Some residents at the forum expressed reservations about a streetcar network, not because of the actual vehicles, but because of displacement. One speaker worried that single-family homes would be pushed aside for apartment buildings and other high-density structures.
Streetcars are not for every city, Hales said. But his presentation showed that development in Portland was confined to an area that extended no more than three blocks from a streetcar line.
Urban development is important to city officials who have seemingly joined the nationwide trend of snubbing parking spaces and cars in favor of denser development. The environmental impact is positive, lending to the citys Eco-City Charter. Public transit decreases pollution and officials hope that an enjoyable ride on public transportation will give residents an incentive to streetcar-pool.
A lot of people wont get on the bus, but they will get on a streetcar, Lovain said. Its been proven time and time again there is much higher ridership. People think its cooler.
Others echoed Lovain, indicating that a stigma attaches to bus-riders. Mike Whitley, a Del Ray engineer, said a streetcar may not make a difference for some residents. Some people are going to drive no matter what, even if its two blocks, he said.
Though Lovain said that he would not even talk about the possibility of a streetcar running through Old Town, residents were not up in arms about the idea.
Whitley said that Old Towns residences and business owners in particular would benefit from a streetcar system. It should go down to the waterfront, he said. Plus, buses in Old Town are really noisy.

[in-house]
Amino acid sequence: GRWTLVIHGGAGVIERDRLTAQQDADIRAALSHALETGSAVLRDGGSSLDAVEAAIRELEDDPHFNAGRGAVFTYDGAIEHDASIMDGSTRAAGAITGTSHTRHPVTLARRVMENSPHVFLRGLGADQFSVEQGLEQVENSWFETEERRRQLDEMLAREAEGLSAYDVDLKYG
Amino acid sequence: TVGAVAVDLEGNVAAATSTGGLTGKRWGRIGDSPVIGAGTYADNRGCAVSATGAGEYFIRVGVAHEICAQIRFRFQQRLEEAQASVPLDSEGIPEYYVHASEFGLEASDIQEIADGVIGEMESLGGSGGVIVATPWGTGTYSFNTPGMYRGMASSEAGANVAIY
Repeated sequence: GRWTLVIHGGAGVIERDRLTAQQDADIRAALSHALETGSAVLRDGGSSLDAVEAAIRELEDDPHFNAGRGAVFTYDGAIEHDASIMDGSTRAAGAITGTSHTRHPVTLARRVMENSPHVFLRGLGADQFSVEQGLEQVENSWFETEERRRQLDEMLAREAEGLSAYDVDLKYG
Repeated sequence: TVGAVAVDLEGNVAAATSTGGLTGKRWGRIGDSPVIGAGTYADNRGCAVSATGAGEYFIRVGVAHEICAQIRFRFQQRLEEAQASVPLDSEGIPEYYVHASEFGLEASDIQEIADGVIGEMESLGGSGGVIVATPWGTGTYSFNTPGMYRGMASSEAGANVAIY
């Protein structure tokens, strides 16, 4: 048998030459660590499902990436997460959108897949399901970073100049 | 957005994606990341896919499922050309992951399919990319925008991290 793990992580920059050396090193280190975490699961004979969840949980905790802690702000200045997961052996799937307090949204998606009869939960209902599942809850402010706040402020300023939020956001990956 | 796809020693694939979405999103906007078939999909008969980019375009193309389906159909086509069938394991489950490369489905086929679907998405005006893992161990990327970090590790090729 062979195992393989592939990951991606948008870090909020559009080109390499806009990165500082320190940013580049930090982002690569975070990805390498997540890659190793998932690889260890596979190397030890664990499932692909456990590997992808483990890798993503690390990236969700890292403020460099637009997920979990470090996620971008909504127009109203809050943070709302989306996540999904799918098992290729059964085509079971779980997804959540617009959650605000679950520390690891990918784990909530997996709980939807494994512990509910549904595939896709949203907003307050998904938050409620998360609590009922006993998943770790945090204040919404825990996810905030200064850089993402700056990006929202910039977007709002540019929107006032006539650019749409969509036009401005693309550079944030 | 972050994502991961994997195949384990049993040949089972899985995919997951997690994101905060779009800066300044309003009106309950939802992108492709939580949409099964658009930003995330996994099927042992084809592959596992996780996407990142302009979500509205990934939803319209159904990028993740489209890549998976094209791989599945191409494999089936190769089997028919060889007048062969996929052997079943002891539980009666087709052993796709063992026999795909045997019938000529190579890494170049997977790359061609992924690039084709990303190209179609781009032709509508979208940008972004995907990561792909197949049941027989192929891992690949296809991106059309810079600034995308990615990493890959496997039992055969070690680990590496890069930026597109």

The city has laid out two other options in the Transportation Master Plan: Build a light rail system, which is the most expensive option, or stick with a bus rapid transit plan without eventually upgrading to streetcars. There is also the possibility of combining the two services. Bringing streetcars to the citys roads would cost between $240 million and $345 million (in 2006 dollars), the plan estimates.
But so far, city officials do not yet know how the project would be funded if it were to become reality, especially after expected state funds fell through earlier this year, which left the city unable to fund major portions of the Transportation Master Plan.
Certainly we have no local dollars at all identified for any major transportation projects to move forward on a concept for funding a streetcar initiative, Mayor Bill Euille said. It would require funding on state and federal levels and collaboration with all regional agencies.
I think the reality is you can have a mixture of both [bus rapid transit and streetcars]. The beauty about the BRT is that theres no real new infrastructure needed.
Projects like this are expensive, City Manager James Hartmann said. It would take multiple funding sources federal, city, a mix of that until you have a viable project.
Multitudes of other jurisdictions around the country are at least considering the streetcar idea, including the District. Arlington County has a Columbia Pike streetcar initiative underway, and Alexandria will rely on its neighbor for insight on the process, hoping to eventually build a regional network that connects the two and Fairfax County.